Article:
Book Review: The Heart’s Necessities: Life in Poetry by Jane Tyson Clement with Becca Stevens

 

I fell in love with Jane Tyson Clement’s poetry the first time I held it in my hand. Then I opened it and read the soft, soothing words she’d written that perfectly mimic the seaside she loved so well. I read them over and over, a warm comfort in any season.

Reading The Heart’s Necessities just gave me more reasons to love Jane Tyson Clement.

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Becca Steven’s collection of Clement’s poetry with the addition of lovely photographs taken by Clement’s son would be delightful in and of itself. Stevens added to this her own stories and reflections on Clements poems as well as biographical information on Clement. Knowing more about Clement’s life only deepened the meaning of the poetry I already loved.

Being a native Jersey Girl who spent summer vacations at the Jersey Shore, it’s no wonder that I immediately fell in love with Clement’s poetry. Now, in a collection that includes snapshots of the beaches I wandered as a child with the words I’ve come to cherish as an adult, Stevens has captured all I loved about Clement in an endearing love letter for us all to treasure.

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Book Review: “When Spring Comes to the DMZ” by Uk-Bae Lee

Between the heavily guarded borders of the countries of North and South Korea lies a demilitarized zone (or DMZ). This stretch of land has become a home, a refuge for all kinds of wildlife, and stands a waiting bridge of peace between two countries in turmoil.

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South Korean author and illustrator, Uk-Bae Lee, originally wrote his book When Spring Comes to the DMZ as part of the “Peace Picture Book Project” organized by illustrators from Korea, China, and Japan.

This touching picture book is about the hope of peace amidst the ugliness of hate, told by showing how beauty and nature flourish between the heavily militarized borders of North and South Korea. The pictures are both beautiful and starkly unique, scenes of peaceful animals at play framed in barbed wire.

Not every children’s book needs or should be light or a half-joking lesson about sharing. I enjoy books that can assist me in bringing heavy topics down into understandable bites for children. I felt this book qualified for that. I loved how reading it with your child could open up discussions about peace, war, and the hope of reconciliation.

You can get your copy here.

My Top 10 Reads of 2018

If you follow this blog, you know I love reading. I beat my goal of 52 books this year and read over 90. That, despite my toddler and several bad bouts with depression, both of which make it hard for me to settle into reading. Below are my favorite reads this year.

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#10 – I Wrote this for You by pleasefindthis

That’s not a typo; pleasefindthis is the pen name for Iain S. Thomas. I discovered this gem through Prime Reading. It’s beautiful poetry with artistic photography scattered throughout. Definitely, my favorite poetry read this year.

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#9 – Haunting of Hill House by Shirley Jackson

No, I have not watched the Netflix series. I finished the book before they started running trailers for the show, which looks completely different from the book. My favorite part of Jackson’s eerie original was the crazy ending. Probably the most shocking ending I read this year. If you don’t mind a creepy read about a haunted house that attempts to drive its inhabitants mad, then this book is for you.

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#8 – Respectable Sins by Jerry Bridges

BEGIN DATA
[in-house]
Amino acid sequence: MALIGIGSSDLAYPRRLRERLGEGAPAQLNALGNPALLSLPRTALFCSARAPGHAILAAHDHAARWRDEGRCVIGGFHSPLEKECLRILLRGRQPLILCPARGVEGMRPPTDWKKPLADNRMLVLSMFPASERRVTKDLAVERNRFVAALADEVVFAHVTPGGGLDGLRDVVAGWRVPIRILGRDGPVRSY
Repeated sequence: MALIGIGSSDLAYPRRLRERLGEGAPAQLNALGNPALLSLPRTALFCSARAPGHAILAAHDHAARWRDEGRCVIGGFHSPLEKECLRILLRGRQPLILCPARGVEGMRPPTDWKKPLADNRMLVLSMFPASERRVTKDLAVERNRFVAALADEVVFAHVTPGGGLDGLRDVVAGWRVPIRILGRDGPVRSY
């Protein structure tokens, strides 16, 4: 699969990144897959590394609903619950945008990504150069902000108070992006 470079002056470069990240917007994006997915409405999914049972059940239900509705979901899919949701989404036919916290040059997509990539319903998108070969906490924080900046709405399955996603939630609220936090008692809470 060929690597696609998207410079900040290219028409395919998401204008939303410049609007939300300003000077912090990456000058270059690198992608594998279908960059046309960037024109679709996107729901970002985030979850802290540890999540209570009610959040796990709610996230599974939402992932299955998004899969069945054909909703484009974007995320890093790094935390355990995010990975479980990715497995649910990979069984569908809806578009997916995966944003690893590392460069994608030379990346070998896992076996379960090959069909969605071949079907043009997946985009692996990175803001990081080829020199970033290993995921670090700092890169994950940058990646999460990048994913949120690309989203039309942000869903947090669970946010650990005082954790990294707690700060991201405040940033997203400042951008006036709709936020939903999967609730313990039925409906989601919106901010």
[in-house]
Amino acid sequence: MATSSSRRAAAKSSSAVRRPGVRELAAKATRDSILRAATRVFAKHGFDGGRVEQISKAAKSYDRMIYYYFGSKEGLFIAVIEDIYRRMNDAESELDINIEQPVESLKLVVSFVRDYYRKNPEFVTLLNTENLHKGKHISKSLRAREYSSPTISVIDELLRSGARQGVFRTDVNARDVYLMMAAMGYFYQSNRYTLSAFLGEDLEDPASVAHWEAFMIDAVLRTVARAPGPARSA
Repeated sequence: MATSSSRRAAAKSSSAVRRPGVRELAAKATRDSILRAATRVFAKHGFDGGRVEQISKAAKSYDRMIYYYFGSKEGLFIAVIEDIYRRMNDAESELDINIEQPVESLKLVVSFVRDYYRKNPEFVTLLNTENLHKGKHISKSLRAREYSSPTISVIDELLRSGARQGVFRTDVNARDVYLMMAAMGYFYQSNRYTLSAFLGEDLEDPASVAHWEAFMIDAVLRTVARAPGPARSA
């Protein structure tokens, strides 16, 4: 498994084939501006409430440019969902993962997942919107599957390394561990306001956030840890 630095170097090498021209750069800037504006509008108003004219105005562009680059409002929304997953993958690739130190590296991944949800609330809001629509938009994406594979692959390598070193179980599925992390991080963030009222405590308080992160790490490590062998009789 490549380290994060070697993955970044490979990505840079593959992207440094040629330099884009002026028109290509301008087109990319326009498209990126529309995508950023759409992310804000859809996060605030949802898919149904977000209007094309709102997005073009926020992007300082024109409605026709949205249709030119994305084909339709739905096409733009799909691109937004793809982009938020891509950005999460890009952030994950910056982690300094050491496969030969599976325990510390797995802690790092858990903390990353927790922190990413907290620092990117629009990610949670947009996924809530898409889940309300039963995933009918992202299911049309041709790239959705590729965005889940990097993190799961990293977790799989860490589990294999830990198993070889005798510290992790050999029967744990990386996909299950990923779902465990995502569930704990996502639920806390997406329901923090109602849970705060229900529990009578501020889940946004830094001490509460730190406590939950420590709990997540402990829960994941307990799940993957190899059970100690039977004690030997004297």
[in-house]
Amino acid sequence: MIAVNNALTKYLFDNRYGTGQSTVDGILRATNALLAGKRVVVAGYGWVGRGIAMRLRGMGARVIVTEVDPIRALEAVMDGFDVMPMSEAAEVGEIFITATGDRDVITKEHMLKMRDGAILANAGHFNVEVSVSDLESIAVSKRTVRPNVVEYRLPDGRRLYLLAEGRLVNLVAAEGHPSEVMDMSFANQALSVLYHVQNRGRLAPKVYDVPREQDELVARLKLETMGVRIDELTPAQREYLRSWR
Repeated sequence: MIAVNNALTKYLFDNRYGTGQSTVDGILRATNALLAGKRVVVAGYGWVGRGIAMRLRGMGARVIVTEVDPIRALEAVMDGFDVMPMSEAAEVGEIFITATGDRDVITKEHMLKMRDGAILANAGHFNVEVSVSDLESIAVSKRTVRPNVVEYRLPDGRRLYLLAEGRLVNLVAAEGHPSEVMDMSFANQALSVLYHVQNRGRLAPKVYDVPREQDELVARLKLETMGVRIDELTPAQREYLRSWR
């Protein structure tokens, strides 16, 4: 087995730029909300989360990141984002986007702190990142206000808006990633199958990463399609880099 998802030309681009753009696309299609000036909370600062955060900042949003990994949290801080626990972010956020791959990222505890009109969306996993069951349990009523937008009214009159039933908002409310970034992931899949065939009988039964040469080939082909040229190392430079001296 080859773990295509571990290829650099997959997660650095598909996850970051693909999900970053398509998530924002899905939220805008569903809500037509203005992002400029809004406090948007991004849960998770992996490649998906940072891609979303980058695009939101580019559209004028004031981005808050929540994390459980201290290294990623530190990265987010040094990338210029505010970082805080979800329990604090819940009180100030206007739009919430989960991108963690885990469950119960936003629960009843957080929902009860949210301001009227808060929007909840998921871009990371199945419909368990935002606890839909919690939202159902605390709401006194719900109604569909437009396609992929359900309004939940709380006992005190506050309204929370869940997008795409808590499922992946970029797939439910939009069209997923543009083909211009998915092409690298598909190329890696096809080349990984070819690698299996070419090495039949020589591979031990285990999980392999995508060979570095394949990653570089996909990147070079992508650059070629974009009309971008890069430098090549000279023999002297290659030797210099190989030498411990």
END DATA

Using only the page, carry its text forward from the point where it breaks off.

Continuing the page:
This short, convicting read discusses the sins the church has come to tolerate. Even though I took issue with Bridges’ lack of knowledge on certain subjects (e.g. mental health), I believe authors run into those problems whenever they attempt to write a book that covers a multitude of subjects without the assistance of a co-author. This book still made it into my top ten for the year, simply because it forced me to consider the things I let slip in my personal spiritual walk.

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#7 – Norse Mythology by Neil Gaiman

I already did a full review of this earlier in the year, but since it made it into my top 10, I’ll just say, this book was a lovely marriage of nonfiction, fantasy, and myth with the readability of a novel.

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#6 – Heart Berries by Terese Marie Mailhot

This one almost didn’t make it onto the list, but only because I started it late in December. Its a beautiful memoir about pain, mental illness, and how storytelling can aid in healing. It’s written in luscious prose that reads like poetry. It’s heartbreaking and oh so lovely.

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#5 – The Woman in Cabin 10 by Ruth Ware

This book caught my attention when I read a review that compared it to Agatha Christie, whom I LOVE. The murder mystery aspect of it was definitely similar, with the added bonus of gorgeous atmospheric writing that made the book a darker, edge-of-your-seat kind of read. Her depiction of panic attacks was spot on, and I dare you to read it and not feel occasionally claustrophobic.

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#4 – The Unpleasantness at Baskerville Hall by Chris Dolley

Another book that made it into the top 10 that I’ve already reviewed. This blend of sci-fi and P. G. Wodehouse was one of the funniest reads I indulged in this year. I hope to read more of Dolley’s works in 2019.

*drumroll* And now my TOP THREE!

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#3 – Off to Be the Wizard by Scott Meyer

This book though! It was a delicious blend of sci-fi and fantasy. Martin discovers a computer file that can alter his world with only a line or two of code. He uses it to go back in time to Medieval England and trick everyone into thinking he’s a wizard. Such an inventive and hilarious storyline. The characters are lovable, witty, and quirky and the book had me smiling through almost the entire read. Meyer was one of several authors I discovered in 2018, and I intend to read the entirety of this series.

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#2 – A Hobbit Journey: Discovering the Enchantment of J. R. R. Tolkien’s Middle-Earth by Matthew Dickerson

This thought-provoking read looked into Tolkien’s world of Middle-Earth. I learned so much about world building from Dickerson’s in-depth study of the themes within the Lord of the Rings. I recommend it to fans of Tolkien and writers of fantasy. Tolkien had the masterful ability to discuss his worldview without overtly mentioning his personal views on religion or politics, and, after reading Dickerson, I’m convinced this is one of the reasons Tolkien’s books stand the test of time.

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#1 – The Woodcutter by Kate Danley